Power supply manufacturers always try to walk a fine balance between quality and price. Sometimes, the cool modular cabling, LED fans, polished exterior and huge wattage capacity are features many buyers consider optional. This audience is more concerned about the performance and value of a power supply instead of a few nifty extras. Tagan offers power supply products that cover both audiences and have been doing so since 2001.
Tagan Technology Corporation is a division of Maxpoint GMBH in Germany with branch offices in the United Kingdom, France and Taiwan. Here in the U.S. the products are marketed under the Tagan brand, but to confuse things a little more, the products are also marketed under Nanopoint Technology, a company defined as a manufacturer of power supply units, mobile and data storage enclosures, PC accessories and peripherals.
Today, we take a look at a member of the Tagan SuperRock series of power supplies. Our sample is an 880 watt version, the TG880-U33II. Other capacities are available which range from a modest 400 Watts through 1200 Watts. These power supplies are non-modular units that make a number of claims regarding voltage stability, efficiency and high-end components. We look past the brochure and subject the power supply to our new PSU test regimen and then take it apart to see if the claims are all true. Can the Tagan SuperRock 880 Watt live up to the claims? - Heads I win; tails we have an electrical fire.
Specifications, Availability and Pricing
The label makes claim to 864 Watts of 12V power, or a healthy 72 amps of the 880 Watt total capacity. Many 1000 Watt power supplies do not command that much 12V capacity. There are four rails for 12V support with 18 amps each. So, some quick math and we have 18x4 or 72 amps. This is an interesting capacity since you would never be able to use it all. Most systems will need to use anywhere from 50 to 70 Watts from the 3.3/5.5VSB/-12V capacities. It makes me wonder if we really have a 1000 Watt power supply in a lower capacity version. We will find out.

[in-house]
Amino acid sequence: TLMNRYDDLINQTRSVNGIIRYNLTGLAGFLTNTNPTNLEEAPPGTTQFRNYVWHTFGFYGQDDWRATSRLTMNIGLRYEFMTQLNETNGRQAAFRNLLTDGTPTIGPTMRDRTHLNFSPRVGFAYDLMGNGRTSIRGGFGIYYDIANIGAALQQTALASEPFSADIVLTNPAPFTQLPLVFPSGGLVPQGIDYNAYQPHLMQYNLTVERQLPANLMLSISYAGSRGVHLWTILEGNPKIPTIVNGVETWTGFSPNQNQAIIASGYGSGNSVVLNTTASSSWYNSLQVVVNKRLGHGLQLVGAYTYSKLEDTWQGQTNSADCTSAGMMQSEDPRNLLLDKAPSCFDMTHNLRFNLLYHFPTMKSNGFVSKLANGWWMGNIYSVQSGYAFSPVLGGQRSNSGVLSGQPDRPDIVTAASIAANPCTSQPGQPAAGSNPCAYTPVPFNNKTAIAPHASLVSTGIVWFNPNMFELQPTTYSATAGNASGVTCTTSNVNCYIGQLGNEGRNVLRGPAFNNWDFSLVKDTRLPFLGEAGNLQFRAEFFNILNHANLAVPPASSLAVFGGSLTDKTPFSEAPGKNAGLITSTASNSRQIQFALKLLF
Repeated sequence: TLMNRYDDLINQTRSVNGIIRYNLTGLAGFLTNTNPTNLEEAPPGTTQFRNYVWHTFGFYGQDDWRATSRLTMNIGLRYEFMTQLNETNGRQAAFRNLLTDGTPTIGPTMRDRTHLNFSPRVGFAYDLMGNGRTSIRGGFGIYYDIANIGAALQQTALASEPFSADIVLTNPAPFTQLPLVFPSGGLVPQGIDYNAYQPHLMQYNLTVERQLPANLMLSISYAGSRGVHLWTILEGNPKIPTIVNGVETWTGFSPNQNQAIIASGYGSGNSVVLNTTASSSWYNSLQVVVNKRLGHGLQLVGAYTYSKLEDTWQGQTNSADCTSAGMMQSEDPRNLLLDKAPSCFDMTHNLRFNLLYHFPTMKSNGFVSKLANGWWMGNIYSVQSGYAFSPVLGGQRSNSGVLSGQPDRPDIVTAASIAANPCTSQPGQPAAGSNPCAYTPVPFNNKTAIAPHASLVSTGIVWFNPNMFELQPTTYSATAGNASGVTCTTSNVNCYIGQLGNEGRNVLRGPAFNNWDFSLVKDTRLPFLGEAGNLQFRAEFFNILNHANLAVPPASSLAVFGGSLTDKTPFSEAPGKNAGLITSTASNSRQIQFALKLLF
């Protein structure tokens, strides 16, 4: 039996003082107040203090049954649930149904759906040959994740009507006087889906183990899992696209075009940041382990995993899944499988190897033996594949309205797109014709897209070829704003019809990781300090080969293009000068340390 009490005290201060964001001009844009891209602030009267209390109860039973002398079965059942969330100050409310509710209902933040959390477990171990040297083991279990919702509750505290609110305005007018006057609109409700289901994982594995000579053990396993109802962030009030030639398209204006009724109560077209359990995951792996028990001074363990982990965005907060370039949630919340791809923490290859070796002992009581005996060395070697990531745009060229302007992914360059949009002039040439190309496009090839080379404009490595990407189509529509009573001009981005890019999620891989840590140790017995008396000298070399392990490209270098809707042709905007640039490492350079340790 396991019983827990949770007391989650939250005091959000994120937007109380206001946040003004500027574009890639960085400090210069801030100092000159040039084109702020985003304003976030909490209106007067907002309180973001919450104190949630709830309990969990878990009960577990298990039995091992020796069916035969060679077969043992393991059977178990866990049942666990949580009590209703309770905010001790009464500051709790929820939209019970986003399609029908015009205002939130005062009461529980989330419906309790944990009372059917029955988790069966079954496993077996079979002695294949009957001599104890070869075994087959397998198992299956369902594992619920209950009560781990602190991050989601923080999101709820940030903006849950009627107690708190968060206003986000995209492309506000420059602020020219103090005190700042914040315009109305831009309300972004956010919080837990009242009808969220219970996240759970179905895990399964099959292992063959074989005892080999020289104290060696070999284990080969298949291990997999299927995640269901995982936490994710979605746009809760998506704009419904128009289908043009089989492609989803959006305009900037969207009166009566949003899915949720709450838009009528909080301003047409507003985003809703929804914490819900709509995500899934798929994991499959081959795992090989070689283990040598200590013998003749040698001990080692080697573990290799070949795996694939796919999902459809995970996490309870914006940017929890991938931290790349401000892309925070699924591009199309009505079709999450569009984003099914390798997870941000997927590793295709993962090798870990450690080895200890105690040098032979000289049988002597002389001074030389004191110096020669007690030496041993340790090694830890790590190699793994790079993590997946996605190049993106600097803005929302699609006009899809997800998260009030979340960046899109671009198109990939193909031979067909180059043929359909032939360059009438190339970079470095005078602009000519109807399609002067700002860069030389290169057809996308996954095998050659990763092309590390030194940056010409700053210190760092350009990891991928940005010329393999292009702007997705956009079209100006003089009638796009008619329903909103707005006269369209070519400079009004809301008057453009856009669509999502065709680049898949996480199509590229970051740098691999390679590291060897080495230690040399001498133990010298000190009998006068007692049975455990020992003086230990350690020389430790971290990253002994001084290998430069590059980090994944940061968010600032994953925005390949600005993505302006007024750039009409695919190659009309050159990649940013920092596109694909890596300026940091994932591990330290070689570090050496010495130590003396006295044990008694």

You will note the only feature exceptions are the 50C power rating and modular cabling. Since the ATX standard only requires the manufacturer to rate the PSU at unrealistically low 25C operating temperature, the true power rating may be significantly less at 50C since power loss can occur as operating temperatures rise to this level. There are no claims on the box or manual indicating any type of temperature specific power rating, so I have to assume that it is the 25C standard. Now, the one interesting note is that instead of the usual 85C capacitors, the Tagan TG880-U33II uses 105C. We will see if this has any bearing on the power supply performance at 50C.
The power supply is 80 Plus Bronze certified which means the unit operates at a minimum of 82% efficiency at 20% load, 85% at 50% load (typical) and 82% at 100% load. This means the unit uses less power at the socket to perform the same work as less capable power supplies. Certification standards range from the base 80 Plus, through Bronze, Silver and lastly, Gold, with each offering improved efficiencies. We will certainly be validating this claim.